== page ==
Main Reasons For Divorce In The United States And How It Impacts Family
Approximately 50 percent of marriages in the United States end in separation or divorce. As many understand, this disunion brings about change, oftentimes negative. The majority of households witness increased conflicts among family members, distance, and health-related issues. The increase in division among so many individuals is proving harmful to the American society.
The absence of money and economic stability is a constant stressor to the average American family. Dealing with conflicting financial goals tends to trigger dissension between both spouses, which increases the likelihood of divorce. It is estimated that “Fifty-seven percent of divorced couples in the United States cited financial problems as the primary reason for the demise of their marriage” (Jet,3).
Because so many individuals are financially irresponsible and continue to live above their means, it is understandable that a significant percentage of married couples quarrel over income and spending habits. After financial divorces, members of the family are more likely to disagree with what is best for the children and household, including child support, college tuition, and extracurricular activities. Although money is useful, it continues to be one of the leading factors in divorce and often affects a family negatively.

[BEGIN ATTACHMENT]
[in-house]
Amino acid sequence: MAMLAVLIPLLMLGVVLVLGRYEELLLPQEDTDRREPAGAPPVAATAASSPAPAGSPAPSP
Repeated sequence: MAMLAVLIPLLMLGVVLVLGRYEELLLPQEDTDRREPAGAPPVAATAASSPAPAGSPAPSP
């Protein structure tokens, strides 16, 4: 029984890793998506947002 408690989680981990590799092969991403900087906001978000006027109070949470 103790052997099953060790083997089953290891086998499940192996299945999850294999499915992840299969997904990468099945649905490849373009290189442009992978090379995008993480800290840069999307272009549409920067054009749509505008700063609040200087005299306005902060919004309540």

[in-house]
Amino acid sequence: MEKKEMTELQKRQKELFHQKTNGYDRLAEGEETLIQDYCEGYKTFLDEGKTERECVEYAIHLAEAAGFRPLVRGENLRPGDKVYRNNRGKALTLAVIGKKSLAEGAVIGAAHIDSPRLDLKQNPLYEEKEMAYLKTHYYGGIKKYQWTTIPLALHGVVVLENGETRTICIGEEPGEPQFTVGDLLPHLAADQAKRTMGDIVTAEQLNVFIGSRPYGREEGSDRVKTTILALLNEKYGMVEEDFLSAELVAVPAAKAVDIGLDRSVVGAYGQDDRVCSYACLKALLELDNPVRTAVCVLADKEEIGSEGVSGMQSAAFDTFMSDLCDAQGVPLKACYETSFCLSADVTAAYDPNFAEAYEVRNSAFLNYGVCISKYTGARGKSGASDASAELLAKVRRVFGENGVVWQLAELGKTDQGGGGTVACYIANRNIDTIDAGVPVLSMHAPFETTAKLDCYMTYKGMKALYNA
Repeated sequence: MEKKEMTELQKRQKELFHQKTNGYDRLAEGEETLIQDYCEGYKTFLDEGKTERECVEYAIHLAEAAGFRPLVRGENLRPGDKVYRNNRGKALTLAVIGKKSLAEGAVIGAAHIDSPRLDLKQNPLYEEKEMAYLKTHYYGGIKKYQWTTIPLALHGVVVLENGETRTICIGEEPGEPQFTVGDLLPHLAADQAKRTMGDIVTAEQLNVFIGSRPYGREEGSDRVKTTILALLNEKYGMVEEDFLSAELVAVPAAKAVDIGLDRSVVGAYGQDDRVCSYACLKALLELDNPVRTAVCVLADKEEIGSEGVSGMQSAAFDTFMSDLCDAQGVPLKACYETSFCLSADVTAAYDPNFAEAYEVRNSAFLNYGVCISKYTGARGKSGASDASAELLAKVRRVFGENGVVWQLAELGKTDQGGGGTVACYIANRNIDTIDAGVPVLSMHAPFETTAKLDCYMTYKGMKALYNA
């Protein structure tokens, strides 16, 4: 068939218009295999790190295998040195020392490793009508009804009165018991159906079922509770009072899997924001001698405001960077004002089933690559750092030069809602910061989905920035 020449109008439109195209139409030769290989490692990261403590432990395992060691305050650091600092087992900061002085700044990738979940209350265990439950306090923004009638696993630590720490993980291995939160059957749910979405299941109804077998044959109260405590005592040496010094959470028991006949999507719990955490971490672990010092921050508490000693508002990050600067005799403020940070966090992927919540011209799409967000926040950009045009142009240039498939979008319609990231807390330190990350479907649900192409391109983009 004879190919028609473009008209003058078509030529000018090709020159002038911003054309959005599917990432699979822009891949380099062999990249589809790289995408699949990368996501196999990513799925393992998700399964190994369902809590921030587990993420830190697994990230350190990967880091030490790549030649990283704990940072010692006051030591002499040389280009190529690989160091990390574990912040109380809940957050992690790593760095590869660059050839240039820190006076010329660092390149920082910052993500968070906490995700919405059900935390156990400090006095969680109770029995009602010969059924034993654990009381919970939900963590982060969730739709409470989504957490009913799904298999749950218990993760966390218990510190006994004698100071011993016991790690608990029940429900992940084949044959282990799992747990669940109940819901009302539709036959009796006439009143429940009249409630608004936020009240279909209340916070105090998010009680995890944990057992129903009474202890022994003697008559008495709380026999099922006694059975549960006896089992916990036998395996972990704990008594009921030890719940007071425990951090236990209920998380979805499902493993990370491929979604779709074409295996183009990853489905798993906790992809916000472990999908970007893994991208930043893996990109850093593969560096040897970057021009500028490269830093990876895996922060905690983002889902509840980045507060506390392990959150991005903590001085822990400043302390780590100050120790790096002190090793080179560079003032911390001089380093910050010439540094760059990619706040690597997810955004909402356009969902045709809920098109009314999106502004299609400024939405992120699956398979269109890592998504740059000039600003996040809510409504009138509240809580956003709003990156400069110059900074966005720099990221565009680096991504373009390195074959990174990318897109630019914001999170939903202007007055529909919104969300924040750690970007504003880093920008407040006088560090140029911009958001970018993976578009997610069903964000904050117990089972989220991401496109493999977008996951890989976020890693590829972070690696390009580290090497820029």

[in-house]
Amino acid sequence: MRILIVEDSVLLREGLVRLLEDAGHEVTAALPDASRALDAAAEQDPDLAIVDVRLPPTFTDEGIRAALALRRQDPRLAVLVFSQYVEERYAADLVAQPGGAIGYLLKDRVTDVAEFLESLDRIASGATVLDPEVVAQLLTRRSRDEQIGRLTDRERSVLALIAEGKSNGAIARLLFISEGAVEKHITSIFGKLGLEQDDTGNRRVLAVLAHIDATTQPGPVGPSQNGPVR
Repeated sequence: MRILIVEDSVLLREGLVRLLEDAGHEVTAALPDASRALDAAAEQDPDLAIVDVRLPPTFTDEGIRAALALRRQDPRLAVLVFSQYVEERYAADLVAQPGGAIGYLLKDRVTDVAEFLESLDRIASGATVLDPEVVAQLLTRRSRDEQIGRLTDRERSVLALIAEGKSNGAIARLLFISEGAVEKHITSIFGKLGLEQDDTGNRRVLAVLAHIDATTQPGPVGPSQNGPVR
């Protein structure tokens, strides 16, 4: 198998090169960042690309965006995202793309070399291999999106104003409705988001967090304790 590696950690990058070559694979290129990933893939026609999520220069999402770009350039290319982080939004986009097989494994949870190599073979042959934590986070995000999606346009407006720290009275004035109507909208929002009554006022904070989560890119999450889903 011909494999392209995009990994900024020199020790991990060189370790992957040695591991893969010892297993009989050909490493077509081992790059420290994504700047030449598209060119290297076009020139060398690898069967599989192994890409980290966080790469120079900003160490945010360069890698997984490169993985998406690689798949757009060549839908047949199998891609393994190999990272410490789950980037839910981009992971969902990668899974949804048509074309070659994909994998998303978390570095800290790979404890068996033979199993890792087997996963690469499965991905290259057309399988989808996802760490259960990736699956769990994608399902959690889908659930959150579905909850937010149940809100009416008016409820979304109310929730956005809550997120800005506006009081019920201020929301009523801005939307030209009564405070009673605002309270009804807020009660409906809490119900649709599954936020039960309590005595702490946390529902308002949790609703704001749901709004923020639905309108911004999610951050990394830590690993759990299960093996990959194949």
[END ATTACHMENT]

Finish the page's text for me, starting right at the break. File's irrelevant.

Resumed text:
In the age of technology, communication is generally online, and as a result, the vast majority of people are not actively communicating face-to-face. This is the leading cause of break-ups and divorce as people are open to assuming their significant other’s emotions. Consequently, divorced family members distance themselves from each other to avoid conflict due to their miscommunication.
Families growing apart tend to have unpleasant encounters which further separates them from each other. Although communication is expected to be coherent in relationships, it is not always attainable due to our society. As a result, both former spouses and families detach and separate in the process.
Infidelity is one of the most prevalent issues married couples face. Around “15 percent of married women and 25 percent of married men have had extramarital affairs” (Brody, 4). In many instances, couples decide to separate after one is involved in an affair. Most children caught amid these divorces have weakened relationships with their parents and are more prone to developing mental illness. They feel unable to express their emotions to their parents, which can also create anger management issues. Because infidelity is known to cause very stressful divorces, it often leaves family members to cope with mental, behavioral and health issues. In children, this is particularly common.
Too many marriages end in divorce, and whatever the cause may be, the family is always impacted in some manner. In most situations, it is not possible to mitigate conflicts between married couples. This predominantly renders divorce cheaper and less impactful on family members. In other cases, divorce generates bigger issues from which it is more difficult to move on from. What is prevalent in virtually every divorce, is that, when children are involved, they usually end up suffering the most.
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